Virginia’s Aslin Beer Company finally opened its cavernous new brewery and taproom in Alexandria this week, welcoming customers after more than two years of waiting. A lineup of destination brews — only five bars in D.C. pour Aslin beers — are the primary reason to visit. But edgy artwork inspired by its pastel-hued cans is a big draw on its own.
Local designer Mike Van Hall creates the labels that inspired the psychedelic murals splashed across its walls.
“It’s completely Lisa Frank on acid,” Aslin brand manager Erik Raines says while describing graffiti work from U.K.-based artist Loch Ness.
The industrial space’s “Scandinavian, minimalist” canvas — accented by sleek subway tiling, concrete flooring, and black accents — lets the energetic neon signage and trippy murals pop (847 S. Pickett Street, Alexandria).
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Had the pleasure of collaborating with @aslinbeerco in the US on these new paintings. These were my interpretations of their awesome can designs created by @opprobriations and Aslin ✌️ ______________________________________ #art #painting #aslinbeerco #aslinbrewing #lochnessart #lochness #psychedelicart #surrealism #trippy #trippyart #surrealart #illustration
Aslin’s constantly-rotating lineup of brews are served across 24 tap lines, with about half filled for now. There’s also a bottle list featuring some of its most exclusive barrel-aged stouts that aged in cellars for years.
Aslin brews are pretty hard to get, which makes its new Alexandria taproom even more worth the trip to sip. They aren’t sold at retail locations (though a newly signed distributor will change that soon), and Northern Virginia Magazine notes that only around 5 percent of its goods land in area restaurants (Churchkey is one of a handful of D.C. bars that pours it, says Raines). After going offline for more than two years, its Herndon taproom will be revived later this year.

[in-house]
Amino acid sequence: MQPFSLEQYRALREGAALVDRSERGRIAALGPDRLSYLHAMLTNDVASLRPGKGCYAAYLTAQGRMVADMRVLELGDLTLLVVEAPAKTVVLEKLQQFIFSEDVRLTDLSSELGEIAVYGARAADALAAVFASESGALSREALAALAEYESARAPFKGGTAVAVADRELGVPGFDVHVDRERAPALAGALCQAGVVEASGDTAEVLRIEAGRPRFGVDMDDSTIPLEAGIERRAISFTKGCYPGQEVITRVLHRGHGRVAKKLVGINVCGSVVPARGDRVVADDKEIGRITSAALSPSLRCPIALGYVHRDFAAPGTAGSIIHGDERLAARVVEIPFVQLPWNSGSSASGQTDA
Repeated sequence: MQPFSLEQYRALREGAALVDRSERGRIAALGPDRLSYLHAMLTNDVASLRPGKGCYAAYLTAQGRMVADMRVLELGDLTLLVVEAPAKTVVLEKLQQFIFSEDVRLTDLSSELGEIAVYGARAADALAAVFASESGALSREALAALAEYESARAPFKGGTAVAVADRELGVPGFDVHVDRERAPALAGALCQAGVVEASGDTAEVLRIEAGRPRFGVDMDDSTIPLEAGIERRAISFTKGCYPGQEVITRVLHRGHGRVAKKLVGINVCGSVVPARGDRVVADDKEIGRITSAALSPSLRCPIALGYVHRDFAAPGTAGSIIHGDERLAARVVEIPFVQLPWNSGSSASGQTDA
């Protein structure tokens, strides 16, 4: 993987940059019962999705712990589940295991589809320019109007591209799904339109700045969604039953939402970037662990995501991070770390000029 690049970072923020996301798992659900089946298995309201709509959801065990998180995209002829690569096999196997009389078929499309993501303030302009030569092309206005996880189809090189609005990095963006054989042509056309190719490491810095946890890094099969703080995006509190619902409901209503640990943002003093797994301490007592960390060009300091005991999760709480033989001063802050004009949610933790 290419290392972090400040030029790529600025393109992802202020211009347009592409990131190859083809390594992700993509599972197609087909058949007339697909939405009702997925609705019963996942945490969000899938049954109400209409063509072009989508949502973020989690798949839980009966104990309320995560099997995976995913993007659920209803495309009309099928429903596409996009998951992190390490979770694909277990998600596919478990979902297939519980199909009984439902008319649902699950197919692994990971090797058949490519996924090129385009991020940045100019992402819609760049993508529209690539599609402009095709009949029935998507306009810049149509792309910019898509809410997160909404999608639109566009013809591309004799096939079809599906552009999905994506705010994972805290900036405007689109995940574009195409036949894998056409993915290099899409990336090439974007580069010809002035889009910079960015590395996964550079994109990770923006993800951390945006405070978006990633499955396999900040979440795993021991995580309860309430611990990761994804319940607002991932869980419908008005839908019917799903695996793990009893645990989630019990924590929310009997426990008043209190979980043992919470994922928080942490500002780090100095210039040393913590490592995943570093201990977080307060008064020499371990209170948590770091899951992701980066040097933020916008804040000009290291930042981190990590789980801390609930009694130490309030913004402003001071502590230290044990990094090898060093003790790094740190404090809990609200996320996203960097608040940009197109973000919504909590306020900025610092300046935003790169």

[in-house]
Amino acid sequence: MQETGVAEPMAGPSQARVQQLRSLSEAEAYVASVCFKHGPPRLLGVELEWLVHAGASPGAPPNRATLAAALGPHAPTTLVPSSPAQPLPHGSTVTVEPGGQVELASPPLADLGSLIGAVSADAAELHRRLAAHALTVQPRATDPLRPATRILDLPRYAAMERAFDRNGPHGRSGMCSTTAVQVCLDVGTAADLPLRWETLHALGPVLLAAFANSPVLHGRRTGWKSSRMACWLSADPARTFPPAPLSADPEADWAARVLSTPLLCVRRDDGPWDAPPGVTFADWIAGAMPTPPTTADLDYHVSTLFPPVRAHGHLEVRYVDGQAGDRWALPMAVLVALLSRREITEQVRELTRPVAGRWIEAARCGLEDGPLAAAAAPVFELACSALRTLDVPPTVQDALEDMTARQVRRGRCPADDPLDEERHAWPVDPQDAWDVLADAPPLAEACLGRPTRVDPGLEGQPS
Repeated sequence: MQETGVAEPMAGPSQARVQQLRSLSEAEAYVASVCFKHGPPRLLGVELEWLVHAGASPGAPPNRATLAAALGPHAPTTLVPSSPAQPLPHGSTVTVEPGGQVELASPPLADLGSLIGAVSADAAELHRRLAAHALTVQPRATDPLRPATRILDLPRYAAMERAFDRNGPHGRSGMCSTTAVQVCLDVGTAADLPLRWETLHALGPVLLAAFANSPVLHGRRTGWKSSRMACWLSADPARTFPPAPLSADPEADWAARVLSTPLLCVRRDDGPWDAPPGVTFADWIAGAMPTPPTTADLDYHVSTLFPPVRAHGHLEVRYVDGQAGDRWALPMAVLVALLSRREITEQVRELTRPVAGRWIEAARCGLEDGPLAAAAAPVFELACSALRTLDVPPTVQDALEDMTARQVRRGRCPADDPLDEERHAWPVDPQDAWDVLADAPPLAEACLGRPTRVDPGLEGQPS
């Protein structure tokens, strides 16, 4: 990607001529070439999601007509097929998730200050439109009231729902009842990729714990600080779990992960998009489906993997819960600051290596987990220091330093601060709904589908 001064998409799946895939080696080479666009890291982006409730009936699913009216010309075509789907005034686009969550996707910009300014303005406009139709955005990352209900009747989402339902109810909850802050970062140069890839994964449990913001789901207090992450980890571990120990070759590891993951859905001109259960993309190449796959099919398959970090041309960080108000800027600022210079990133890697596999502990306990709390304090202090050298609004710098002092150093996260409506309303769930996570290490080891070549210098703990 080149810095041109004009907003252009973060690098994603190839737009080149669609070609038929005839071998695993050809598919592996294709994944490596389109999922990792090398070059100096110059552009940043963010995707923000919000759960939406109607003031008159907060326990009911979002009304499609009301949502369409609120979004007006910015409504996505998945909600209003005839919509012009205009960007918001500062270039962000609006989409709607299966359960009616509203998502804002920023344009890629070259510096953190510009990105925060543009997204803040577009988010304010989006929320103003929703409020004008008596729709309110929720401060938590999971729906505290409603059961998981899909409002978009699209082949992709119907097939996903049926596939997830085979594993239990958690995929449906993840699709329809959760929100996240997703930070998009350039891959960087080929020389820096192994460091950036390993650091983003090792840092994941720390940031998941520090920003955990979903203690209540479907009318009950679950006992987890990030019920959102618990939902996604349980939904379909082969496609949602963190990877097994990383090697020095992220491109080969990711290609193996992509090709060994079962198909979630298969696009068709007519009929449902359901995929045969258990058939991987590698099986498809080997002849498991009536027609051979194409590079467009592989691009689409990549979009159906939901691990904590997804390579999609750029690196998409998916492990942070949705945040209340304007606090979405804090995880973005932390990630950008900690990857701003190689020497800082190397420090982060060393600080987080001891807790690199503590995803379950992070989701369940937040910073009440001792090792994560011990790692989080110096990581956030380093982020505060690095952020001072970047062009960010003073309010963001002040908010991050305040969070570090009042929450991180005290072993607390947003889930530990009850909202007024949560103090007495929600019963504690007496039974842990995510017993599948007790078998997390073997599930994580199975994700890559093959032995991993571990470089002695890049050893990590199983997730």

“We are lucky to have a devout following who’s been clamoring for this place for two years now,” says Raines. Its Instagram account has over 53,000 followers, and fans went nuts when the brewery came to D.C. last year with a pop-up outside of Nationals Park.
Its inaugural Herndon location (257 Sunset Park Drive, Herndon) couldn’t keep up with demand until this second home came along. The new brewery will start production in early August, pending permits. Once that happens, the brewery will be able to make ten times as much beer.
Having more dedicated space means Aslin can also devote more resources to making time-intensive lagers and pilsners alongside its faster-producing IPAs. Along with New England-style IPAs, Aslin comes up with a whopping 50 recipes a year covering categories like dessert-tasting sours, spiked seltzers, and pastry-styled stouts.
“Having a space like this gives us the potential to brew more more efficiently and do more styles we didn’t have a chance to do,” he says.
Hours are 11 a.m. to p.m 10 p.m. Monday through Thursday with an 11 p.m. closing time on Friday and an 8 p.m closing time on Sunday.
An in-house food truck parked outside sells a short, yet diverse menu. There’s deviled eggs with bacon jam; a Korean-styled fried chicken sandwich; an Italian-accented pulled pork sandwich; and fried burrata with sourdough.
One competitor, Crooked Run brewery in Sterling, recently stepped up its menu by adding an all-day biscuit counter with West Coast flair.
Customers at Aslin can order food from a walk-up window inside. Food runners bring it in, “so we aren’t forcing you to walk outside, especially on a day like today,” Raines says.
Chef Taylor Gates plans to expand selections once the brewery gets it feet wet.
Raines thinks the boom in Alexandria’s brewing scene — Eisenhower East now has Lost Boy Cider, Mount Vernon has beer hall Hops N Shine, and Del Ray just got The Garden — will only augment, not hurt, business.
“Everyone wins — it’s fun to watch the industry grow,” he says. “So many people are excited we are in their neighborhood. Herndon is not the closest place.”
The team is also prepping for a huge anniversary party at its new home in September, inviting 120 breweries from around the world to show off their liquid wares. Along with offering to-go growlers once production starts, Raines says Aslin is open to doing partial and full tap takeovers featuring guest breweries.
Under a newly signed deal with Northern Virginia distributor Hop and Wine Beverage, its beers are expected to be sold at more locations soon.
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